I want to share my experience as a Legal Challenger yesterday at Black Jack City Hall.
  • First of all, almost everyone, except for the mentally unstable pollster that got on everyone’s last nerve and grumbled about the lack of donuts, wanted to do a good job. We were all there to help and worked for a common goal, regardless of our political persuasion.
  • Some of the citizens at my poll station waited up to 3 hours in the cold rain to vote. I walked the lines many times handing out muffins and thanking folks for waiting. Almost without exception, the response I got was, “No problem. Thank YOU for being here.” Very few people left the line in frustration. Only one old coot caused any ruckus. Growling about waiting for an hour and cursing under his breath. We offered him a chair to wait but he was having none of it. I was both awed by the resignation of the voters to cast their vote and disheartened that they had to wait so long to do it.
polling station volunteer
  • The pollsters administered a half dozen Curb-side votes, which is when the pollsters come to a person’s car who is not physically able to get inside the polling station. When you compare the folks that have to make that much effort to vote with the ones who argue they are too cynical to vote because all politicians are liars, there is just no contest. Effort trumps apathy every time.
  • Two of the pollsters I pegged as ideologues, but I may have been prejudiced by their somewhat hip Amish persona. They were a very sweet, young, newly-married couple who took the election official class three days prior “in an effort to prevent voter fraud“. Right. That anonymous free right that people are abusing out of spite and waiting hours away from their jobs to commit. Sarah Silverman said it best here. Still, whatever gets you there, I suppose. When asked why I was there, I responded “to make sure everyone who wants to vote is able to exercise that right”. In my defense, newlyweds are just annoying, with their cheerfulness and fully-packed coolers with snacks they don’t share.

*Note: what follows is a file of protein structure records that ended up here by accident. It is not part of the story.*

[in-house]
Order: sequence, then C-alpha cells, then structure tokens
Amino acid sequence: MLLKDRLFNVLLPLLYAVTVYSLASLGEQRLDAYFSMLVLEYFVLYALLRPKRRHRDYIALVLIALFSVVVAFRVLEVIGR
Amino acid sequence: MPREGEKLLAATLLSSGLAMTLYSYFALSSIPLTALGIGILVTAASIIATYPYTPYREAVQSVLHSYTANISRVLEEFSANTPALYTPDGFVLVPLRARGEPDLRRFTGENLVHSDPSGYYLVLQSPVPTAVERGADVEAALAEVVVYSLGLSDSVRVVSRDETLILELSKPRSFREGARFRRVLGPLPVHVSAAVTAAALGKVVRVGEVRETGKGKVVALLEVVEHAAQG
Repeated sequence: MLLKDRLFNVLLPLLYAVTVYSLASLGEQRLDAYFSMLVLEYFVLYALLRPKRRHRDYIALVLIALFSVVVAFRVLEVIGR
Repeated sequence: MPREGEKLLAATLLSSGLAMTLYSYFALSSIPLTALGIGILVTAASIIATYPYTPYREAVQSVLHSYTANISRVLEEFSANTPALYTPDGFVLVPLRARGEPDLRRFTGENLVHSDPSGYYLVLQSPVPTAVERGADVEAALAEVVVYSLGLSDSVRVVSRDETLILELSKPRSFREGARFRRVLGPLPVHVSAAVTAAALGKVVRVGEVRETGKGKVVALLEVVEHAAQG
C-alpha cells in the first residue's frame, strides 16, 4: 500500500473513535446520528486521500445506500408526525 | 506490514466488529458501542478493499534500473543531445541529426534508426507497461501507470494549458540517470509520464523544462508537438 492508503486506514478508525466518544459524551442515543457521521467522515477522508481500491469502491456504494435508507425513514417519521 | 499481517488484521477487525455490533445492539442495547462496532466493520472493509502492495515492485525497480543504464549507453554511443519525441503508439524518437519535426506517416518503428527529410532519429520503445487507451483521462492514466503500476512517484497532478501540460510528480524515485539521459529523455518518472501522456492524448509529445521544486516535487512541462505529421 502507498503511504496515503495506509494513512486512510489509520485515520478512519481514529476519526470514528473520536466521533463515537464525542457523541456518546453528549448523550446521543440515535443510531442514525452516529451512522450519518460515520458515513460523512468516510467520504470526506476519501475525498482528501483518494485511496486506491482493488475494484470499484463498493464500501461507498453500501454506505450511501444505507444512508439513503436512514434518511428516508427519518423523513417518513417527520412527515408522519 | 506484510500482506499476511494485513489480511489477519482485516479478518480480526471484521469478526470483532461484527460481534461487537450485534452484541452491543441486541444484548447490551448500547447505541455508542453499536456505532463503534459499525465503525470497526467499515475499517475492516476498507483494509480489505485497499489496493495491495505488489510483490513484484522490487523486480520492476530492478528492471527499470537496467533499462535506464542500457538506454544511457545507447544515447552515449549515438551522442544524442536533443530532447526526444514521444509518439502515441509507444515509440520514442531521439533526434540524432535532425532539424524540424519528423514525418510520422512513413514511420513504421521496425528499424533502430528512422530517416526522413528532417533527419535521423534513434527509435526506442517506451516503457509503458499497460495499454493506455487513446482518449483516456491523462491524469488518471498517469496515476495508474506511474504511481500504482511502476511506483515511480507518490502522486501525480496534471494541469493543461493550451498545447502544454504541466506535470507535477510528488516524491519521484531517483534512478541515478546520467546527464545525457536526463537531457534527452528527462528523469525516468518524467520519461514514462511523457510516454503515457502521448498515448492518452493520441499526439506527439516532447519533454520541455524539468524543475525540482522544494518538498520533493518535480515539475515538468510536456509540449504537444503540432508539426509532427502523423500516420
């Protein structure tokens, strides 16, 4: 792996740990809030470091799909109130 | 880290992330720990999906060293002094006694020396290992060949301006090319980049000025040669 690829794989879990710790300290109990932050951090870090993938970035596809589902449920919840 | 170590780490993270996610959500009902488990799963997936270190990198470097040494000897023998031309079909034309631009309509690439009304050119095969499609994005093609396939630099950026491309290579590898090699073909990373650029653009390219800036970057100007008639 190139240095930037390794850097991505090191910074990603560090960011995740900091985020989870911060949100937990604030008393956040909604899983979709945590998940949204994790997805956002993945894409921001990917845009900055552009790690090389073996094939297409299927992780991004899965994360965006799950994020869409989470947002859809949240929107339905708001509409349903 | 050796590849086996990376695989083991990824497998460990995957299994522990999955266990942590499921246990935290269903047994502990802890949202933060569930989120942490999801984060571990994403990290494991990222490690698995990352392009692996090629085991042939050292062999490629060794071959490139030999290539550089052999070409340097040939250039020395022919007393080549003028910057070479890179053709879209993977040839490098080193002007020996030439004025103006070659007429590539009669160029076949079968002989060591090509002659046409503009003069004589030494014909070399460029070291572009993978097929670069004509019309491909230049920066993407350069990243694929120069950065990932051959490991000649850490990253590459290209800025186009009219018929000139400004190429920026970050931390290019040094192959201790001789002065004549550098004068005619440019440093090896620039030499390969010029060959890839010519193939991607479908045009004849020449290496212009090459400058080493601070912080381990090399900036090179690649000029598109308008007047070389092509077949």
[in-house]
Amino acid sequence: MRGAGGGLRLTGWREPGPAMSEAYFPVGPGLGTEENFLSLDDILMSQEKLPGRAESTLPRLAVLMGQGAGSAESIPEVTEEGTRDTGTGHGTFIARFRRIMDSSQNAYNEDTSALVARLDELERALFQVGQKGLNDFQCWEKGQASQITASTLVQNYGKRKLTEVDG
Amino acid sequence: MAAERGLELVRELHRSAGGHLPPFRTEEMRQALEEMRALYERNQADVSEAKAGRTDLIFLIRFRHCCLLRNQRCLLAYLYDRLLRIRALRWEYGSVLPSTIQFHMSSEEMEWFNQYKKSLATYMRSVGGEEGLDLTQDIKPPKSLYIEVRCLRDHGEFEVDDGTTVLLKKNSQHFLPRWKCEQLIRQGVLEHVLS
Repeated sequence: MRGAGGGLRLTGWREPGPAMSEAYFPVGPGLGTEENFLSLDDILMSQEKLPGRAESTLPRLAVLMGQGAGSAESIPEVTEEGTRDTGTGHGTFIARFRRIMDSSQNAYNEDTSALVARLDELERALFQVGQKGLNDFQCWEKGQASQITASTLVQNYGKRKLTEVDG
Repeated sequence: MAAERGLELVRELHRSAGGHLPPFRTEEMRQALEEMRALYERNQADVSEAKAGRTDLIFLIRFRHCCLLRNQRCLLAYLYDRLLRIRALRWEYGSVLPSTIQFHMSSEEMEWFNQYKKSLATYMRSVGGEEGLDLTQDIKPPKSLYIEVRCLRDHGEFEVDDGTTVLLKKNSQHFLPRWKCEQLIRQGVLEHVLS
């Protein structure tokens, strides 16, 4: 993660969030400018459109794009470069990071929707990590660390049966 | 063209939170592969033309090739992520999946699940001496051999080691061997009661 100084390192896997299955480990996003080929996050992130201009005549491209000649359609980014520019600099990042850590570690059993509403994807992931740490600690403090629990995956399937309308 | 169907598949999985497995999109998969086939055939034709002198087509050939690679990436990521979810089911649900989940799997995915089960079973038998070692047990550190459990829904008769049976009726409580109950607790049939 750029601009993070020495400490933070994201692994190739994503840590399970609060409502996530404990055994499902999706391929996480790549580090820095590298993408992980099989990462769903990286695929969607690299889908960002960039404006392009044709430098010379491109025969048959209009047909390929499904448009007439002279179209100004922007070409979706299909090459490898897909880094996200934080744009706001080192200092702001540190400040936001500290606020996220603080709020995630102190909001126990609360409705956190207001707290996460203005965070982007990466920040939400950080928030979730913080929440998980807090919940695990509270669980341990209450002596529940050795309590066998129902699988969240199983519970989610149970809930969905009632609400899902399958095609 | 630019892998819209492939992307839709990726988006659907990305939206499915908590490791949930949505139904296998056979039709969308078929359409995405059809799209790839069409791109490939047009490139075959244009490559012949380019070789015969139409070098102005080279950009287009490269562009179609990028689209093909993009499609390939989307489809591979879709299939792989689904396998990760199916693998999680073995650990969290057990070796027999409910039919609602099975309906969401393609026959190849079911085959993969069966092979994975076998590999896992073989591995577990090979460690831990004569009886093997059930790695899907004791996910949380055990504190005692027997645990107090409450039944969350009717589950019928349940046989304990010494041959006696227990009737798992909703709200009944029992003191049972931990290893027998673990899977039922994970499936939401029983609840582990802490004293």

• I was the Democratic Challenger. The Republicans sent a challenger as well. The first one, Matt, also a lawyer, was a really nice guy. I don’t mean that like when my parents say things like “She was really competent, for a girl.” The advertising and vitriol, and obsession with the nut-wings like Todd Akin, have really done a disservice to our dialogue with each other. Most of us want the same things. Education for our children, safe streets, equality. We differ on how we get there, but there is a lot of middle ground we can reach. If you only watched Fox News, I can only imagine what your world view would look like. You’d be convinced that the current Muslim President was mounting a secret plot to confiscate your semi-automatic Winchester shotgun.
polling station volunteer
  • One citizen needed help bringing her brother, who had schizophrenia, into the polling place. It both impressed and terrified me that he was voting. It also underscored the fact that each of our votes counts the same. The Koch Brothers can only cast one vote each, just like the guy with schizophrenia. This is one of the things that makes this country great.
  • I liked the second challenger, Mark, who showed up for the second shift. Final observation:┬áPeople are not as they appear. You would never have pegged pollster Marcus, a young African-American who worked security, as a Republican. Folks probably pegged me as a Dem because I wore my Unicorn necklace with super powers for good luck. I was also struck by the inherent skepticism people have about people in authority. Mark was very tall and dressed professionally. He was no more in authority over anything than I was, but his demeanor and presence was such that one might assume he was in charge. Proof that looking like you are in charge is half the battle.
I think I speak for all of us when I say that thank goodness this shit is over!